Due to the lack of employment possibilities in Tanzania, many young people have no other choice than to opt for self-employment and start their businesses. Here again, the soft skills training comes in. The project prepares the youth through the facilitation of financial literacy and entrepreneurship training so that they can come up with new ideas and turn them into doable, successful business plans. Having appropriate knowledge of keeping records, marketing, and customer care are among the biggest challenges to many young people to start their businesses. These topics are covered through the soft skills modules to ensure the youth have the right tools in their toolbox to ease communication and interaction with the customers, fellow workers, and partners to ensure the success of their businesses. All of these efforts are being done to ensure that we are all on the bus moving and coping with job market demands as the world keeps on changing rapidly hence working environments too.
Tracing the graduates
871 youth have graduated since the project started at the beginning of 2019. The project traces the graduates three months after graduation to verify their employment status: So far, 713 youth have been reached. The numbers emphasize the importance of entrepreneurship and other soft skills modules: 38% of the youth have become self-employed, while only 6,9 % are employed and 17.4% work part-time. 31.8% of the graduates are still in the process of finding a job. Some of the youth already had an income before the training, which increased due to the training.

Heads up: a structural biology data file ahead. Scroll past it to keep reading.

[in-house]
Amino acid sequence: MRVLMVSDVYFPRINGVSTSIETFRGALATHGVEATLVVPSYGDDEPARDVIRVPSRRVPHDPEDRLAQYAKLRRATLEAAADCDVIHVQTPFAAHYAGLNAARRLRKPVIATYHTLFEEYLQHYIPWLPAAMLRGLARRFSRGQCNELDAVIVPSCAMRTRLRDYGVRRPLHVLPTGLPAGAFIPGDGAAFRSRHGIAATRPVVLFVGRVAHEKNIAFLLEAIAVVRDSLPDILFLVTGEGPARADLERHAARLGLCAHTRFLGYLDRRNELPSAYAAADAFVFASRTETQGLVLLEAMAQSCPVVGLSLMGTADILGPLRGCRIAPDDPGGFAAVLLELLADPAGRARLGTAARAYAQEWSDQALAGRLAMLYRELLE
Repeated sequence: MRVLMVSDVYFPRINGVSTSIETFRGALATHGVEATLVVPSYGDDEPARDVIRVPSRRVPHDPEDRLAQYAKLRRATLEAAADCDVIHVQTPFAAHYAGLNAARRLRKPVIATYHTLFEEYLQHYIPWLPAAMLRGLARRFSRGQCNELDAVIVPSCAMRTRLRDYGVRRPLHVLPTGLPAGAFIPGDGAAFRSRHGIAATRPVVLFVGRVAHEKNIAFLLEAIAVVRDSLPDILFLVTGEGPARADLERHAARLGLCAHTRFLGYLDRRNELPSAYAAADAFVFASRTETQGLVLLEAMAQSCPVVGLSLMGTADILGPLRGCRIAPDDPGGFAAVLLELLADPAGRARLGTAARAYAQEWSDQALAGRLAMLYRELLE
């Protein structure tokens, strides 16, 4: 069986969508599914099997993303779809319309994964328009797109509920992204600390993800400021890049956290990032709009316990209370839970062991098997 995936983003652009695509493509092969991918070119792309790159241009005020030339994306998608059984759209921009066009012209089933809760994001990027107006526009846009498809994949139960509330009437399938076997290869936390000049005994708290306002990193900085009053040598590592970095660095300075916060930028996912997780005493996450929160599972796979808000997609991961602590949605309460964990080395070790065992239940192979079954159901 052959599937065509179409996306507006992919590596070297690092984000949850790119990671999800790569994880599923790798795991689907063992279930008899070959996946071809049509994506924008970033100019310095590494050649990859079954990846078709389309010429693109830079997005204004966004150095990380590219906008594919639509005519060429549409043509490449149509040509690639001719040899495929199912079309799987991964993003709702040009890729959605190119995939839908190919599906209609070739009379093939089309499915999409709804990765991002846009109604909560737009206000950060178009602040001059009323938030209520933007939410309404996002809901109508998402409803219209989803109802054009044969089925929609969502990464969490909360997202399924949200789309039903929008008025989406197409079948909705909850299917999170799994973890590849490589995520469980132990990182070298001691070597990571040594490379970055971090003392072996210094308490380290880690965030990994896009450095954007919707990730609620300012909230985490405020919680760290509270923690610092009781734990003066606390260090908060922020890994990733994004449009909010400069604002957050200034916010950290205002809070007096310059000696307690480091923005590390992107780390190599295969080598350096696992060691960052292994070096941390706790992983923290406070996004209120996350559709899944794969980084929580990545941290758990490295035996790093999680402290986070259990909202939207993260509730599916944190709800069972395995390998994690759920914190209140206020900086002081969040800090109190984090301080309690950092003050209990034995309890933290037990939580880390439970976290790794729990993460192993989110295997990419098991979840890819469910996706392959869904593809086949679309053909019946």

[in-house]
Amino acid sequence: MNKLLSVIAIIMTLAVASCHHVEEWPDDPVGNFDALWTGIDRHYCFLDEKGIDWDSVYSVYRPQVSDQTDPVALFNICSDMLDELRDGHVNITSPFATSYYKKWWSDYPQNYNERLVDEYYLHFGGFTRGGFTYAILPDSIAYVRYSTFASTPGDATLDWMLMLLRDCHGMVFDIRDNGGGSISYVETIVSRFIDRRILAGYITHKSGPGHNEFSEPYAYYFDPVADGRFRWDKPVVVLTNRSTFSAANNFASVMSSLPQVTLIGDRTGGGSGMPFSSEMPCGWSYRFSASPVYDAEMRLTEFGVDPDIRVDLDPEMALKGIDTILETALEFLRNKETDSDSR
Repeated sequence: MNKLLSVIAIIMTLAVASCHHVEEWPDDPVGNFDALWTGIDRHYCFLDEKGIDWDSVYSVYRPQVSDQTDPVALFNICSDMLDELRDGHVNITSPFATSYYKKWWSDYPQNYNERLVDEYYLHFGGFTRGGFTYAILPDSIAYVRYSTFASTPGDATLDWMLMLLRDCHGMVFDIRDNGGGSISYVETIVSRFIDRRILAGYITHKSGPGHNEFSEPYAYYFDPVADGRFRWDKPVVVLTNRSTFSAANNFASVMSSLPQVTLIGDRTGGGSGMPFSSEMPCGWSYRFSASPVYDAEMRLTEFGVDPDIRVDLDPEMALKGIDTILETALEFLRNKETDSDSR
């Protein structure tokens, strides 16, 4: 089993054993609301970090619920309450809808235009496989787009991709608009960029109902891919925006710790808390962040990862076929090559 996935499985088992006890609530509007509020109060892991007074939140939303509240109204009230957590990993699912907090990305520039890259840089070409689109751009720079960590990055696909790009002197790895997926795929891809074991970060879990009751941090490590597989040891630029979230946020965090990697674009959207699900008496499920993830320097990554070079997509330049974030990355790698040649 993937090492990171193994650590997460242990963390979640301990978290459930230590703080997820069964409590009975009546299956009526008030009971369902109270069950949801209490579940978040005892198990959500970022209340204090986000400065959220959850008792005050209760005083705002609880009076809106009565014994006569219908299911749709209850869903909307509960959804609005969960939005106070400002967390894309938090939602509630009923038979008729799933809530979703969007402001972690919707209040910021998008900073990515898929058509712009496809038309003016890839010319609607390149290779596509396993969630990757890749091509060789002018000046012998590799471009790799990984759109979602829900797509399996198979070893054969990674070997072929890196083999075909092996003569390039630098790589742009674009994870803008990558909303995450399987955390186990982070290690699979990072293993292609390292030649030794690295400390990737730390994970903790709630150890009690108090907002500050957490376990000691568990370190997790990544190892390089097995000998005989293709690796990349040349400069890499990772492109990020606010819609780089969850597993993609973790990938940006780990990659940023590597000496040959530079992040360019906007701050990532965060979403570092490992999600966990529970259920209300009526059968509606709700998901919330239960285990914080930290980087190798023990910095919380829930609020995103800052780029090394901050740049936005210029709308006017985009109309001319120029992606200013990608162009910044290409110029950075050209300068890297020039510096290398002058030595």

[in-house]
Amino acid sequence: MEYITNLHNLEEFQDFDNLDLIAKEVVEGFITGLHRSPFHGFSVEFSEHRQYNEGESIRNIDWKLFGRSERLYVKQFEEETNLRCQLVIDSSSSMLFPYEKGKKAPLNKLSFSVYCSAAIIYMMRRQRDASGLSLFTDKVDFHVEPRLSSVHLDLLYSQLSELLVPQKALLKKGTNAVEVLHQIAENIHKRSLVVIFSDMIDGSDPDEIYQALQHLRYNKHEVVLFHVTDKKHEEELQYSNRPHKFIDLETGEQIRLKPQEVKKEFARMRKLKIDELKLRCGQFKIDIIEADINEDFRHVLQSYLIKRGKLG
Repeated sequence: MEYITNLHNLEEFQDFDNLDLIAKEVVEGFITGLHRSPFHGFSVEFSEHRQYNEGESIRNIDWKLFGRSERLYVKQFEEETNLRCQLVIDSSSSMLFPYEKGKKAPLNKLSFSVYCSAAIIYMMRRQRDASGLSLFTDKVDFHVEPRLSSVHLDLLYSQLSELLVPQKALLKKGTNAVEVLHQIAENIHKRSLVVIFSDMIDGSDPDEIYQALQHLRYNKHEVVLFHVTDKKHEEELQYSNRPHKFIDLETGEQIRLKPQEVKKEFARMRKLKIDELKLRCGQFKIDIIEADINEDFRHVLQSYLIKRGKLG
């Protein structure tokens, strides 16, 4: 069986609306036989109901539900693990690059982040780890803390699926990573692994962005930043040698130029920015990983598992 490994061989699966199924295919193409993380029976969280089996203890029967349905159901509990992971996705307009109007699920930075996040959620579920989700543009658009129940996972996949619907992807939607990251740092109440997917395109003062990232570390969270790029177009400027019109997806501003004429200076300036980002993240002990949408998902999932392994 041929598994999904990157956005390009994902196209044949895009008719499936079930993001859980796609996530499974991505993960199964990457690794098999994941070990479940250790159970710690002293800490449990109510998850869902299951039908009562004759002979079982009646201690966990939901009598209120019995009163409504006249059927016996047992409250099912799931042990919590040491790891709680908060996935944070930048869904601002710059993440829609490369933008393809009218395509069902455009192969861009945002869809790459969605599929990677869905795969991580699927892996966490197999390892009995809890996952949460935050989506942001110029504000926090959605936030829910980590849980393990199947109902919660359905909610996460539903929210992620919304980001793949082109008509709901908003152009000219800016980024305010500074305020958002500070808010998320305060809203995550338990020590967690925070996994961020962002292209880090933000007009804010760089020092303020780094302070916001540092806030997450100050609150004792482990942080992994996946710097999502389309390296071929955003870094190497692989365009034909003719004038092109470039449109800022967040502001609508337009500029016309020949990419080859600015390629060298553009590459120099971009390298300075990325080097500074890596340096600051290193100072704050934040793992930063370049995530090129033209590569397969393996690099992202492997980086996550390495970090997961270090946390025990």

Johannes Madano, a masonry graduate, who is now self-employed, recalls: “The training has helped me improve my technical skills, but I also work with a more entrepreneurial mind now. I know how to negotiate with my clients, set up contracts and I feel more confident when doing my work.” He is now able to attract more customers and has managed to double his income since finishing the training.
A wish for the future!
Education is the fuel needed to reach the sustainable development goals. As a step to eradicate poverty, education should empower people to master their environments and improve their living standards. In an ever-changing world, soft skills become increasingly important to allow young people to quickly adapt to alternating circumstances. When searching for employees, most employers look for graduates who have the right personal attributes such as good communication, empathy, and problem-solving skills that will enable them to work with others at the workplace. Thus, it is in the interest of all of us in the education sector to include soft skills training wherever possible, be it formal or non-formal education. We are not too late for this; There is a lot of good quality training material available, we can start right now by putting more effort into ensuring that soft skills training is included so that we can generate competent and job-ready youth for the economy.
John Sabatele is a volunteer soft skills trainer at YES.